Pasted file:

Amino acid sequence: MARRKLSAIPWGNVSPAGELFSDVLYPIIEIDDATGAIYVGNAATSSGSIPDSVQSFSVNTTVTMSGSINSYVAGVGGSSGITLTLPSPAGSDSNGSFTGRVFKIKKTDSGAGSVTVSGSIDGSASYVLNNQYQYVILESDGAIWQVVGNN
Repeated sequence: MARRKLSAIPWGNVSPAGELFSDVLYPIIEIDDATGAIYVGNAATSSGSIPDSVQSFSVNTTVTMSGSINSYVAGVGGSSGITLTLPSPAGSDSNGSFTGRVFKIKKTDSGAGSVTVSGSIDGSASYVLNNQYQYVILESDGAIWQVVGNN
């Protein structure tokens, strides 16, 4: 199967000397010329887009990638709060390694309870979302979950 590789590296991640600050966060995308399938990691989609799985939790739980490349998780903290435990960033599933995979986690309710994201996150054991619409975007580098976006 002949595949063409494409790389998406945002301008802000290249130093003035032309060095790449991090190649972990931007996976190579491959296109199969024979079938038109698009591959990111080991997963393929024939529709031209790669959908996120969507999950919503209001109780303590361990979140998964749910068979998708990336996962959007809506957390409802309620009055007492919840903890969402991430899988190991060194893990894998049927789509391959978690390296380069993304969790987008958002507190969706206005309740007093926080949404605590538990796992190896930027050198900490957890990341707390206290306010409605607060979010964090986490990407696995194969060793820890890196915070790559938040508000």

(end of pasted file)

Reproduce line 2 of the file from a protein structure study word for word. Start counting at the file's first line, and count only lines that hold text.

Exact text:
Repeated sequence: MARRKLSAIPWGNVSPAGELFSDVLYPIIEIDDATGAIYVGNAATSSGSIPDSVQSFSVNTTVTMSGSINSYVAGVGGSSGITLTLPSPAGSDSNGSFTGRVFKIKKTDSGAGSVTVSGSIDGSASYVLNNQYQYVILESDGAIWQVVGNN